Dean v. Commissioner
187 F.2d 1019 (3d Cir. 1951)

  • Dean and his wife owned a corporation. When the corporation was having some financial trouble, the Deans transferred ownership of their house to the corporation.
    • They continued to live in the house.
  • The IRS found that the fair rental value of the house should be included in Dean's gross income.
    • Basically, the IRS was saying that the corporation was letting Dean live there for free, and so the rent Dean wasn't paying was like getting income from the corporation.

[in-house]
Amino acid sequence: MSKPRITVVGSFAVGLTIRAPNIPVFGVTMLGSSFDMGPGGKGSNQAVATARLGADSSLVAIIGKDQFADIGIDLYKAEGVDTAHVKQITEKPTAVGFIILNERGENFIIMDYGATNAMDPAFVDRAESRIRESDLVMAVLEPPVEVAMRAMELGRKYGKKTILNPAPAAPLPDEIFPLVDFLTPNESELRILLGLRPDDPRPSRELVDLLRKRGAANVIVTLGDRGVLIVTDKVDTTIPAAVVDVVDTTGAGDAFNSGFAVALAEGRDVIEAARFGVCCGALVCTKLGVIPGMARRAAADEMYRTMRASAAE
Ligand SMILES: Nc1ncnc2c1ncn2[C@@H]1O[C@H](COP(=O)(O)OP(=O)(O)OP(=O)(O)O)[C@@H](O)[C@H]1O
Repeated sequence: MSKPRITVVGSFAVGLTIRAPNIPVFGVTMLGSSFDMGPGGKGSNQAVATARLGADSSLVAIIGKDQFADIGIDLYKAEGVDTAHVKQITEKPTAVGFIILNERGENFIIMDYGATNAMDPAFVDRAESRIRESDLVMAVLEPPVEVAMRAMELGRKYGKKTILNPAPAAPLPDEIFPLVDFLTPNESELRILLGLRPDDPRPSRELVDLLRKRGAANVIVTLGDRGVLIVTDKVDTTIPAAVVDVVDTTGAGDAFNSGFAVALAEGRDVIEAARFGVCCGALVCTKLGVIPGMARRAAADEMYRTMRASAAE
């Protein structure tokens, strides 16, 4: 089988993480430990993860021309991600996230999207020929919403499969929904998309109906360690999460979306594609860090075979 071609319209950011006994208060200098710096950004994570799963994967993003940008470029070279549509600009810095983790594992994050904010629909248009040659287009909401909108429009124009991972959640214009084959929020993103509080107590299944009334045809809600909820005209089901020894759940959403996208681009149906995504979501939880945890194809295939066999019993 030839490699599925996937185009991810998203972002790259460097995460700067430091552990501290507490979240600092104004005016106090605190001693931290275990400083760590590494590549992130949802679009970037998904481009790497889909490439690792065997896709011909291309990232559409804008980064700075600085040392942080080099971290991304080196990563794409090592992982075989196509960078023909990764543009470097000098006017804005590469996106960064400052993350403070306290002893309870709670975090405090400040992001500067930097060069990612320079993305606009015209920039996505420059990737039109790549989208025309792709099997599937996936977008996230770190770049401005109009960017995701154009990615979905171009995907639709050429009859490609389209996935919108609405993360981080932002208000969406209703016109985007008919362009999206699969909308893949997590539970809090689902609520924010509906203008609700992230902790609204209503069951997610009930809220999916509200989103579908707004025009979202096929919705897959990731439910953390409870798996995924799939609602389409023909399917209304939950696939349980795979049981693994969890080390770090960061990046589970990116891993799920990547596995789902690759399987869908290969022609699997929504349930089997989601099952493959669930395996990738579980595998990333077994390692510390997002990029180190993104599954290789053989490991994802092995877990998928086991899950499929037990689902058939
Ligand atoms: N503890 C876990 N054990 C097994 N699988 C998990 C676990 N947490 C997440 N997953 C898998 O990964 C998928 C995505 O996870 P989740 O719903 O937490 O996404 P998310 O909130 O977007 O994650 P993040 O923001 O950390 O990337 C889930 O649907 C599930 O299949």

• The Tax Court found for the IRS. Dean appealed.
  • The Appellate Court affirmed.
    • The Appellate Court found that the house was legally the property of the corporation. So when the corporation let Dean live there rent free, that constituted a gain for Dean, and should be considered gross income.
      • The fact that Dean owned the corporation was immaterial.
  • Contrast this case to Helvering v. Independent Life Ins. Co. (292 U.S. 371 (1934)).
    • In Independent, the corporation was using the building they owned for their own office, and they did not have to pay taxes on what they would have earned had they rented out the building to someone else.